Resolving the complexity in our industry by Anthony Garnaut.
LinkedIn post by Anthony Garnaut, CEO ZEN Energy
The Clean Energy Council’s Renewable Projects Quarterly Report published at the end of last month confirms that we still need to resolve the complexity in our industry.
While we didn’t repeat the dismal result of the first quarter when zero (yes zero) projects achieved financial close, the numbers weren’t big. A total of 0.5TWh of renewable assets reached financial close in the quarter while we need a run rate of over 4TWh per quarter to hit our 82% target.
Within the dismal numbers, it was nice to see a contribution coming from the most remote corner of the grid – Kudos to Jeff Dimery and Ken Woolley at Alinta Energy for contributing 45MW of solar with a paired battery. This is part of the Port Hedland Hybrid Project, which was scooped up with other assets by the APA Group on the same day as the CEC report was published. The Pilbara is the largest source of Scope 3 emissions in the world. It will require many thousands of solar projects of this size to convert the Pilbara’s iron ore output into steel in a net zero world.
Over half of the investment dollars went into battery projects, for which supply chains are easier to manage, market price signals are more compelling and governments are more willing to roll up their sleeves. Full credit to Daniel Westerman at Australian Energy Market Operator (AEMO) for tipping the scales of the business case for Neoen’s Collie battery by awarding a capacity services contract. This follows the commitment two quarters prior from James Hay and the team at EnergyCo to help close Akaysha Energy’s Waratah Super Battery, the world’s biggest project which moved into construction this quarter.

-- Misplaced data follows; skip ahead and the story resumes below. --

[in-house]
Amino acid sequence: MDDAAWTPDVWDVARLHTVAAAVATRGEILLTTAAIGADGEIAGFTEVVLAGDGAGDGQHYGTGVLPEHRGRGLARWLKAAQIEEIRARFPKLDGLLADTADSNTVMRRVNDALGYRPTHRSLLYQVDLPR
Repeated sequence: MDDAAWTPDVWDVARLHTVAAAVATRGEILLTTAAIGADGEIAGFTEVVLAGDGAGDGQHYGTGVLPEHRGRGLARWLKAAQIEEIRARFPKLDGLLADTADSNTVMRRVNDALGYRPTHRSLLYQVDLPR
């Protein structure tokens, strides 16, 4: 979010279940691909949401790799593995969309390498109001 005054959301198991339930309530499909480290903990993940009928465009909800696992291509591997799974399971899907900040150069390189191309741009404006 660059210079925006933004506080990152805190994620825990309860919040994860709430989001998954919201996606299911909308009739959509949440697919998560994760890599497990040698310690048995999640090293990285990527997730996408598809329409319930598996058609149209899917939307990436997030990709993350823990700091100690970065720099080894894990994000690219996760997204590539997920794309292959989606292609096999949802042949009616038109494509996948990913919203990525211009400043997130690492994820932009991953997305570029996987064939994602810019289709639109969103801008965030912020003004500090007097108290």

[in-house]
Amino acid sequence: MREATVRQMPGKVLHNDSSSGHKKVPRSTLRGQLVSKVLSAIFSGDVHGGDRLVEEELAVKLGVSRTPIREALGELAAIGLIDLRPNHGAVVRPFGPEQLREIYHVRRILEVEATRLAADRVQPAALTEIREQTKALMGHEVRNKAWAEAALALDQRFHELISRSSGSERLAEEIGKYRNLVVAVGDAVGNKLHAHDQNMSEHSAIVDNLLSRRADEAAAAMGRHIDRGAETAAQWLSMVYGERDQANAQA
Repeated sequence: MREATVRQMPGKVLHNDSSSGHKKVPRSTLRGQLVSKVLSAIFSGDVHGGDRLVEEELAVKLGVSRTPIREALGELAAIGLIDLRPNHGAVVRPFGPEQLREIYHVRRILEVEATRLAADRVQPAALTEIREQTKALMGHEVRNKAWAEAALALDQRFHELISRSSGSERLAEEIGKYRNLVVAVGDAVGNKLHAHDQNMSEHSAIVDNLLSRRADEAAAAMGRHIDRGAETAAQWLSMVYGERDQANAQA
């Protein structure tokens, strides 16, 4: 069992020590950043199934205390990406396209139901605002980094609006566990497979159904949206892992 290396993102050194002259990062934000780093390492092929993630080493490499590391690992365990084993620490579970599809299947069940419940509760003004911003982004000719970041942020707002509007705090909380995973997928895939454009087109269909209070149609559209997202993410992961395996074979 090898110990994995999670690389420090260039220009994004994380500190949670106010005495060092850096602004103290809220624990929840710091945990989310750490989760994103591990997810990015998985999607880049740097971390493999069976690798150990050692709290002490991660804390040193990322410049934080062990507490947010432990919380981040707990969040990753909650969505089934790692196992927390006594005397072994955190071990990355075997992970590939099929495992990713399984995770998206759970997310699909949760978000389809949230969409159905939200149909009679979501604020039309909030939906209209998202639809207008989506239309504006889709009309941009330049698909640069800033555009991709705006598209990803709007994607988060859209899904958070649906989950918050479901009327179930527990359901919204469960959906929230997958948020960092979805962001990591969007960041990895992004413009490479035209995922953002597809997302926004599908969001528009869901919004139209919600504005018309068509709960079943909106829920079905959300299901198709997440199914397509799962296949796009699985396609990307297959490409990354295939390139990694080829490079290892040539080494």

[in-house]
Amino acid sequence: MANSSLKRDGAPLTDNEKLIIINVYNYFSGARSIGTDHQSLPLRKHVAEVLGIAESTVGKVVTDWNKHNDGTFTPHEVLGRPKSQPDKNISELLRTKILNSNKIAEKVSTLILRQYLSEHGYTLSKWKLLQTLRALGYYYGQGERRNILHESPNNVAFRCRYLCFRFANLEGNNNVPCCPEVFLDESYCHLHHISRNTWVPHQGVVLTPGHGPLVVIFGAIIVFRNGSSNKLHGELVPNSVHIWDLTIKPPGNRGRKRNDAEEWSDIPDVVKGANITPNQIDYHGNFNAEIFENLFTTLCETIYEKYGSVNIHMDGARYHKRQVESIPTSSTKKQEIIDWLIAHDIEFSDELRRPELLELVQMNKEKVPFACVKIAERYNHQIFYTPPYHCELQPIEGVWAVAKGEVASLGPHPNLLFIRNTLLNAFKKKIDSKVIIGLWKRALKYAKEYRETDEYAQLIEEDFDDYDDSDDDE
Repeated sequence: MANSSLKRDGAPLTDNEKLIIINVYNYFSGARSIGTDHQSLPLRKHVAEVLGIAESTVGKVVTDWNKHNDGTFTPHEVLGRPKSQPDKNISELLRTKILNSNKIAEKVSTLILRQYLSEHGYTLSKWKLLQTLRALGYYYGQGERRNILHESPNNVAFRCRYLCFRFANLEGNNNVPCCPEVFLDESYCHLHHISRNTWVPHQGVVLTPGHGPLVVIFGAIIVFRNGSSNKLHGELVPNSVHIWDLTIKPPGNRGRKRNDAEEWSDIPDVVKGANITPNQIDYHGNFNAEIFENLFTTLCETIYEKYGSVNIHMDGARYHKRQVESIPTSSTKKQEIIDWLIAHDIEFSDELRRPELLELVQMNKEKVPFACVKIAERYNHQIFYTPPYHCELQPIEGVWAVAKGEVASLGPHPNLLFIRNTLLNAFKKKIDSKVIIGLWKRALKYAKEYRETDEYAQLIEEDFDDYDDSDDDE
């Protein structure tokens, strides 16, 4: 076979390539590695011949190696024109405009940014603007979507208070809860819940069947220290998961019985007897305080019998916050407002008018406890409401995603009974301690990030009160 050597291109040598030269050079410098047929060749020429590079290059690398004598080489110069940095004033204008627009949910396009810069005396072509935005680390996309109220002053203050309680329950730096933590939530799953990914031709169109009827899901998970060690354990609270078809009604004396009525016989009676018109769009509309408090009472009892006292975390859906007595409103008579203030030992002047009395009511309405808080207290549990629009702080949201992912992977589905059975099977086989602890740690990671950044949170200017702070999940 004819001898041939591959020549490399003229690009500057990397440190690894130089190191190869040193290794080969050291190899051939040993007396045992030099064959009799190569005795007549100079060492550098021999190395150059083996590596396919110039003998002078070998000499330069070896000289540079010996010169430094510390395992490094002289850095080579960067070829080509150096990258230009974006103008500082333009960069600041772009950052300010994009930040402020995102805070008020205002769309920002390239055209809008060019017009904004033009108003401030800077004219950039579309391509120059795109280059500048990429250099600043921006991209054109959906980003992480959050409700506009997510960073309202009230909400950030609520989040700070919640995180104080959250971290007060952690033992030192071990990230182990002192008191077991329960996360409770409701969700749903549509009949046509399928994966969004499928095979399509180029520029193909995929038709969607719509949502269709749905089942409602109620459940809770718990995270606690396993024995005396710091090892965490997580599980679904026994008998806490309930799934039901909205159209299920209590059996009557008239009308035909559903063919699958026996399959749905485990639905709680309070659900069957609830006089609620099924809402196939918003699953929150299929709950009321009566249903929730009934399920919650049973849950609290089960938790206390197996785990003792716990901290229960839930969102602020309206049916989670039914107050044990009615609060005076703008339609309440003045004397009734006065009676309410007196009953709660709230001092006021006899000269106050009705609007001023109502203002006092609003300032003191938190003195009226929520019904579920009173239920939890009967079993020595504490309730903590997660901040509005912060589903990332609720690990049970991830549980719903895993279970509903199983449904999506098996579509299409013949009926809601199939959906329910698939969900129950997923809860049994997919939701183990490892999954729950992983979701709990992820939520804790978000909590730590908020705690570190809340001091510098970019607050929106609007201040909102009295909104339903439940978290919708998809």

Generation investment, including both renewables and storage, continues to trend downwards with this quarter being one of the worst on the CEC’s record (since they started tracking in 2017). Only 9 projects reached final commissioning – and the average build time for these was 25 months.
I agree with the Clean Energy Council’s Kane Thornton that the key to speeding up this process is for Australian organisations to think and act on a global stage. Some pointers on how to do this that I have highlighted previously are:
SUPPLY CHAIN: Review foreign investment settings to not exclude renewable energy construction firms from setting up in Australia without good cause;
ENERGY MARKETS: Extend the RET to 2040, so investors can include post 2030 green revenues in their investment cases;
CUSTOMER BEHAVIOUR: Introduce mandatory climate disclosure requirements for all large organisations in the next 12 months.
“There is an enormous pipeline of renewable energy projects in Australia, but investors are swamped with global opportunity at a time where these barriers make Australian projects less attractive.” Kane Thornton.